The Helicarionidae is a group of land snails in which shell reduction, or limacisation, appears to have evolved repeatedly (Hyman et al., 2007). As a result this group harbours a wide range of morphological diversity, and includes snails with a full shell as well as semislugs, animals with a reduced, ear-shaped shell into which they cannot fully retract. The shells of all species, both snails and semislugs, are thin and glossy with reduced sculpture. Early species descriptions were primarily based on shells (e.g., Pfeiffer, 1849, 1850, 1852, 1853; Cox, 1864, 1868, 1871, 1873; Brazier, 1875a, 1875b, 1876b), as was the taxonomic framework put together in a series of papers by Iredale (1933, 1937a, 1937b, 1941, 1942), which included descriptions of 19 new, mostly monotypic genera. Subsequently, a number of small-scale anatomical investigations into single genera or species were published (Dartnall and Kershaw, 1978; Kershaw, 1979, 1981, 1982, 1988; Stanisic, 1993a, 1993b; Scott, 1995), but the underlying taxonomy essentially remained unchanged. More recently, a more comprehensive overview of Australian Helicarionidae was undertaken by Hyman and co-authors (Hyman, 2007; Hyman et al., 2007; Hyman and Ponder, 2010, 2016) utilizing both morphological data and mitochondrial DNA sequences. These studies resulted in the addition of several new species and genera as well as evidence to support the monophyly of some smaller subgroups among the Australian Helicarionidae. However, only around a quarter of Australia’s estimated 150 described species was included in these studies, with a high proportion from New South Wales (NSW), leaving the taxonomic structure of the entire group still unclear. Stanisic et al. (2010) documented the basic shell morphology and distributions of the NSW and Queensland (Qld) helicarionids and described 47 new species and 15 new genera based exclusively on their shell. This has raised the number of described species in Australia to 102. However, for more than half of these no anatomical data are known and their phylogenetic relationships have essentially remained unresolved.
Numerous studies in Australian land snail groups, such as the Camaenidae, have revealed the presence of both widespread conservatism in shell morphology, and in other cases, high levels of convergence (Stankowski, 2011; Criscione and Köhler, 2013a; Köhler and Criscione, 2015). Shell characters, such as shape, size and colour, appear to be closely linked to the adaptation to different habitat types, and therefore may be constrained by environment or lifestyle rather than by shared ancestry. Hence, these characters cannot reliably be used as a sole basis for a phylogenetic classification. There is evidence that shell reduction has evolved several times in the Helicarionidae (Hyman et al., 2007). As well as casting further doubt on the reliability of shell morphology in this group, this convergence in shell and body shape suggests that care must also be taken with the examination of anatomical characters, which are usually accepted as more reliable than shell morphology. During the process of limacisation, the size of the pallial cavity is reduced and some reproductive and digestive organs are moved into the foot. This can lead to convergence in anatomical characters; for example, many semislugs have developed an additional oesophageal crop, which is not present in snails (Tillier, 1984; Hyman and Ponder, 2010). The need to fit reproductive organs into a reduced space may also lead to convergence in genital morphology. For this reason, the use of molecular data, which already underpins much of modern taxonomy, is crucial to reliably resolve the systematic relationships among helicarionids.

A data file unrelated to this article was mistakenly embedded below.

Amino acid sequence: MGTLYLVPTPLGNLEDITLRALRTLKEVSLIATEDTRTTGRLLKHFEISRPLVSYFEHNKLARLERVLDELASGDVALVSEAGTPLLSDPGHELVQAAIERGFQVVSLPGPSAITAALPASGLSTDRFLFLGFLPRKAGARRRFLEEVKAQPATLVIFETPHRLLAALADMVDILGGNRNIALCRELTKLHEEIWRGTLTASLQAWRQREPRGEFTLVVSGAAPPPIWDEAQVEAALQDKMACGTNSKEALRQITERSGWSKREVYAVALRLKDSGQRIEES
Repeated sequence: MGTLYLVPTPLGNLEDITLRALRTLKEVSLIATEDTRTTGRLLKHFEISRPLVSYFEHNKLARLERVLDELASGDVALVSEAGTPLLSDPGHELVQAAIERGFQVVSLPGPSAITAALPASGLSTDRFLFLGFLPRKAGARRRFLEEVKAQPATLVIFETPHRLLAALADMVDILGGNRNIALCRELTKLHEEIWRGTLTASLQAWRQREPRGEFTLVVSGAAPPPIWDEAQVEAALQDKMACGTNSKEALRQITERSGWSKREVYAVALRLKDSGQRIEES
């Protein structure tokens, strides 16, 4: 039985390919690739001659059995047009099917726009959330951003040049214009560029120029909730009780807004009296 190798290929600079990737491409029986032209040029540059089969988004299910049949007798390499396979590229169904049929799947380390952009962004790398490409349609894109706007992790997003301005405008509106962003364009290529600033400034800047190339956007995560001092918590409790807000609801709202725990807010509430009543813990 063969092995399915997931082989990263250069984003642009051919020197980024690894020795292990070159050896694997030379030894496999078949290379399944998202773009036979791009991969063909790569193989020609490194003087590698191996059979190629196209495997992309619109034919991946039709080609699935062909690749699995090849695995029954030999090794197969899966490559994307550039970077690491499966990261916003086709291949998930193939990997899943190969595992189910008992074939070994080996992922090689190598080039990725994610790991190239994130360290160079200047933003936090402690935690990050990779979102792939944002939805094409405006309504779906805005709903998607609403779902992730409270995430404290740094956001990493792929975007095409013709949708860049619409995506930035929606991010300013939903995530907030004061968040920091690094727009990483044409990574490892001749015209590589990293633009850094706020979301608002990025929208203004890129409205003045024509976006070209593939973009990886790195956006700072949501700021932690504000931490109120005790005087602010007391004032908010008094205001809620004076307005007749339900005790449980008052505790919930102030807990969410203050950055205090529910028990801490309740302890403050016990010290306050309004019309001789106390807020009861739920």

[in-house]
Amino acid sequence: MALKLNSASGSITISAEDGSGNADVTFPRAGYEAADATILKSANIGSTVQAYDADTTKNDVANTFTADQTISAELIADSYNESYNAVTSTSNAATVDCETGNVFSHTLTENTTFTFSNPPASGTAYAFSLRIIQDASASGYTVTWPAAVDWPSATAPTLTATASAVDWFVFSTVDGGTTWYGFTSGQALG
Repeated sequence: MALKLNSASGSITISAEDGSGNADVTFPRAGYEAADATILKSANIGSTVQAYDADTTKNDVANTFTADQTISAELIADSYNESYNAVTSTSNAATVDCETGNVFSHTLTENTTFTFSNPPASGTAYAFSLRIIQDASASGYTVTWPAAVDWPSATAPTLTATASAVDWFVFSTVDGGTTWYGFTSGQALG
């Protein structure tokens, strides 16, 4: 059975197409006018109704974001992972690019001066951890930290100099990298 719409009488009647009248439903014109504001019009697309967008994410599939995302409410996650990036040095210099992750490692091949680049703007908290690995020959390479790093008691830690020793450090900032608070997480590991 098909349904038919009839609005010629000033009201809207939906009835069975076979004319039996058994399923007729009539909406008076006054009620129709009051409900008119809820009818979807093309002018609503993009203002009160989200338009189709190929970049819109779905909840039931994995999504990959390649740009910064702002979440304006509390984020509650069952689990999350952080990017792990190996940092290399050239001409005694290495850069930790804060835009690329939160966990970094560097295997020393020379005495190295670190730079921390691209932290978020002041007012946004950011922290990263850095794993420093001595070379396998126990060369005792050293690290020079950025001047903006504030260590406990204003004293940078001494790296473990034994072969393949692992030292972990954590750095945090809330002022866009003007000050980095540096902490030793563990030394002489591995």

The majority of Australian species live in rainforest habitats along the eastern coast. Although this group’s highest diversity is in the Wet Tropics region of northern Queensland, helicarionid species are also present in the subtropical and temperate rainforests of southeastern and mid-eastern Australia. A single clade made up of six genera dominates the helicarionid fauna of this region (Hyman et al., 2007; Hyman and Ponder, 2010). While the relationships among the Helicarionidae are in general poorly understood, this southeastern Australian clade, comprising the genera Helicarion Férussac, 1821, Mysticarion Iredale, 1941, Desidarion Iredale, 1941, Parmavitrina Iredale, 1937, Peloparion Iredale, 1937 and Brevisentis Hyman, 2007, groups together with strong support based on both morphology and on mitochondrial phylogeny (Hyman et al., 2007; Hyman and Ponder, 2010). The southernmost genus, Helicarion, is found from Tasmania to central NSW and will be the subject of a future paper. The remaining five currently recognized genera and one additional genus, Cucullarion Stanisic, 1998, including the fourteen species they contain, form the subject of this revision.
Anatomical data are available for eight species (Stanisic, 1998; Hyman, 2007; Hyman and Ponder, 2010); however, the remaining six species, some of which were recently described by Stanisic et al. (2010), are known only by their shell morphology. For several of these species a single specimen has been sequenced previously (COI and 16S; Hyman et al., 2007), for a phylogenetic study that was not concerned with resolving the species-level taxonomy. Herein, we comprehensively revise the taxonomy relationships of these six helicarionid genera from southeastern Australia based on comparative examination of the anatomy and morphology of all described species and some currently undescribed candidate taxa as well as analyses of partial sequences of the mitochondrial genes cytochrome c oxidase subunit I (COI) and 16S rRNA (16S) that sought to estimate the amounts of mitochondrial differentiation within and between species and to resolve their phylogenetic relationships.